Wednesday, 04 February 2009 23:37
The New Vision’s former Editor-in-Chief, Els De Temmerman, is set to return to the publication she quit four months ago, crying lack of editorial independence.
“I have been asked to return,” she said on Monday.
But sources in State House said that the Belgian lobbied to regain the job, even after her demand that the CEO, Robert Kabushenga, be removed was rejected.
She said that the “lack of editorial independence” which made her quit last year had been “addressed” and that she is only awaiting written commitment.
She added that she would not return to the state-owned daily if she did not get that commitment in writing.
Asked about De Temmerman’s impending return, Kabushenga said: “She is the one who resigned. It is up to her to decide what to do next.”
State House sources have told The Weekly Observer that De Temmerman discussed her woes with President Museveni during telephone conversations and at least in one meeting.
The Belgian journalist quit her job late last year following a burst up with Kabushenga over the coverage of President Museveni’s speeches on the front page of New Vision.
In her hastily written brief resignation letter, she said she was quitting because the editorial independence she had been promised on appointment was now missing.
President Museveni had expected New Vision to publish his speech during the Tripartite (SADC, COMESA and EAC) Summit at Speke Resort Munyonyo, but this didn’t happen.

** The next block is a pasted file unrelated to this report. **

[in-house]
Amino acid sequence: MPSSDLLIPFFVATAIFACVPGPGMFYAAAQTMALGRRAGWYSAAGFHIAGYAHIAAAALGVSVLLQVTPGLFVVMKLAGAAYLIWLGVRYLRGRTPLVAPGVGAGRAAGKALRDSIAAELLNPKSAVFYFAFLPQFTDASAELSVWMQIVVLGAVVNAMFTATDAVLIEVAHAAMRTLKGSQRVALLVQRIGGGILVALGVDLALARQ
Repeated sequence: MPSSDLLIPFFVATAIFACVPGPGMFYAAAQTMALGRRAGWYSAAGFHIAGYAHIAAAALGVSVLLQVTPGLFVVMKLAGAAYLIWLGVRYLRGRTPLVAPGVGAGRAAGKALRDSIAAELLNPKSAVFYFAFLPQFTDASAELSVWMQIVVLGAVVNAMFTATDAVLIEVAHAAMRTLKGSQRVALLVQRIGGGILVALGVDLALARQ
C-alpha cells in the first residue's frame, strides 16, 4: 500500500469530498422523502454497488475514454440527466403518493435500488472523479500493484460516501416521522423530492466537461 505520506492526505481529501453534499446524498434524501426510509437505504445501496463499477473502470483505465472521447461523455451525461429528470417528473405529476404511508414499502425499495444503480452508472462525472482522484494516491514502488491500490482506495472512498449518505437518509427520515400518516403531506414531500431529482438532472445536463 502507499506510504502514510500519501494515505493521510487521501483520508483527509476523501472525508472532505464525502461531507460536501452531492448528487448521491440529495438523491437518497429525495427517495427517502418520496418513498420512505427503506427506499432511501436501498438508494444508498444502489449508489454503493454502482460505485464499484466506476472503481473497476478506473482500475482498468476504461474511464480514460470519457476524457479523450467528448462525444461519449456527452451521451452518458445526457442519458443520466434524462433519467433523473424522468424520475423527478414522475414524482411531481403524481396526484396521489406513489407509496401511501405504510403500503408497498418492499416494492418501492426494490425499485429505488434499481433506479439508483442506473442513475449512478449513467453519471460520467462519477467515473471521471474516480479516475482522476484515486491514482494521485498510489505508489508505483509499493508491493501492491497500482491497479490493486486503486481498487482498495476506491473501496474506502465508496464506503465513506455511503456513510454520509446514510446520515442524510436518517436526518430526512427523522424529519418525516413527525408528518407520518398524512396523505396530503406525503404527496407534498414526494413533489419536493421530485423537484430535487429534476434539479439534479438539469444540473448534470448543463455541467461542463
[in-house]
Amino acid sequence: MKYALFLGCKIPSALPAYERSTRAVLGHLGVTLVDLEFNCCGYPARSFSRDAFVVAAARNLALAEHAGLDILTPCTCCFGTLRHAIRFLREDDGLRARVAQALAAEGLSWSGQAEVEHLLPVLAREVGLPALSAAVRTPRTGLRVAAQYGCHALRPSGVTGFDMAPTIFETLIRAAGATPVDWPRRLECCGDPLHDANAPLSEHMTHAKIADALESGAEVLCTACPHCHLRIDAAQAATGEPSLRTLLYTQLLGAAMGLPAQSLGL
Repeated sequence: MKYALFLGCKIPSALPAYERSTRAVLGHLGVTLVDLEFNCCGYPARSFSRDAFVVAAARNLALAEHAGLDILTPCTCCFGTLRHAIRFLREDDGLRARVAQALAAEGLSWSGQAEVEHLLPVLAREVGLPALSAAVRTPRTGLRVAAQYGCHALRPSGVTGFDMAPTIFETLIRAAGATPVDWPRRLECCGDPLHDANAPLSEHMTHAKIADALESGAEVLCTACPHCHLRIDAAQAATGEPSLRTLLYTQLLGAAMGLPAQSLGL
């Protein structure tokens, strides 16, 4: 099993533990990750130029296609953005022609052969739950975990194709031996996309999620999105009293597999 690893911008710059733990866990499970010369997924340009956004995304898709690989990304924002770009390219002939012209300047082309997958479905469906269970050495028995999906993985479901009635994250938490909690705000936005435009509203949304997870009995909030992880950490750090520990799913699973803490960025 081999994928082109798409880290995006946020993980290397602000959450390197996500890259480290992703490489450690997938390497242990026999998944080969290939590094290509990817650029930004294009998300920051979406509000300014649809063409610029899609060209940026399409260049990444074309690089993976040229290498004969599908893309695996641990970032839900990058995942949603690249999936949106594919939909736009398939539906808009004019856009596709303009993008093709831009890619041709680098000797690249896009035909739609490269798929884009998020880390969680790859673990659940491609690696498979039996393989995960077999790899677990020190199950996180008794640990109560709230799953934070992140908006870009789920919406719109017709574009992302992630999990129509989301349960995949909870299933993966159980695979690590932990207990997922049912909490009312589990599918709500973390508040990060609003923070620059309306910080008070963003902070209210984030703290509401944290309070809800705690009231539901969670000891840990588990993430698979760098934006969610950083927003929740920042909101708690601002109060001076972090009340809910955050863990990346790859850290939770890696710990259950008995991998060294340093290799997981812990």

A furious Museveni reportedly ordered Kabushenga the next day to publish his speech on the front page. The CEO reportedly communicated this order to De Temmerman, something that apparently infuriated her.
State House aides familiar with the matter have told The Weekly Observer that the Belgian prefers dealing with President Museveni and State House directly, without going through Kabushenga. She wants the President or any of his lieutenants with an editorial query about New Vision to raise it directly with her.
Museveni’s usual method of maintaining several contacts in a single organisation is what apparently unsettled her.
According to our State House sources, President Museveni has asked the board to consider her return. The New Vision board chaired by David Ssebabi of the Privatisation Unit is indeed expected to sit later this month over the matter. One of the sticking points is whether she must first withdraw her resignation letter, which she is reportedly reluctant to do.
State House sources have told The Weekly Observer that De Temmerman had wanted the CEO, Robert Kabushenga, to be removed as a condition for her return, but was rejected.
According to our sources in New Vision itself, De Temmerman’s imminent return is being viewed with apprehension.
“So, has the editorial independence she resigned over suddenly resurfaced,” asked one editorial member of staff.
The Belgian is reported to be well connected with NRM Secretary General, Amama Mbabazi, Inspector General of Police Kale Kayihura and Chief of Defence Forces, Aronda Nyakairima, as her main god-fathers.
It is through such powerful men that she lobbied to meet the President to secure her return.
It is not the first time De Temmerman and Kabushenga are involved in a power struggle. They both worked at the Media Centre with Kabushenga as director and her as technical advisor.
Some sources claim that De Temmerman participated in the establishment of the Media Centre and yet felt sidelined when it came to running it. She eventually quit.
Both De Temmerman and Kabushenga were appointed to their positions at New Vision after the government relieved the paper’s long-serving Editor- in-Chief/CEO, William Pike.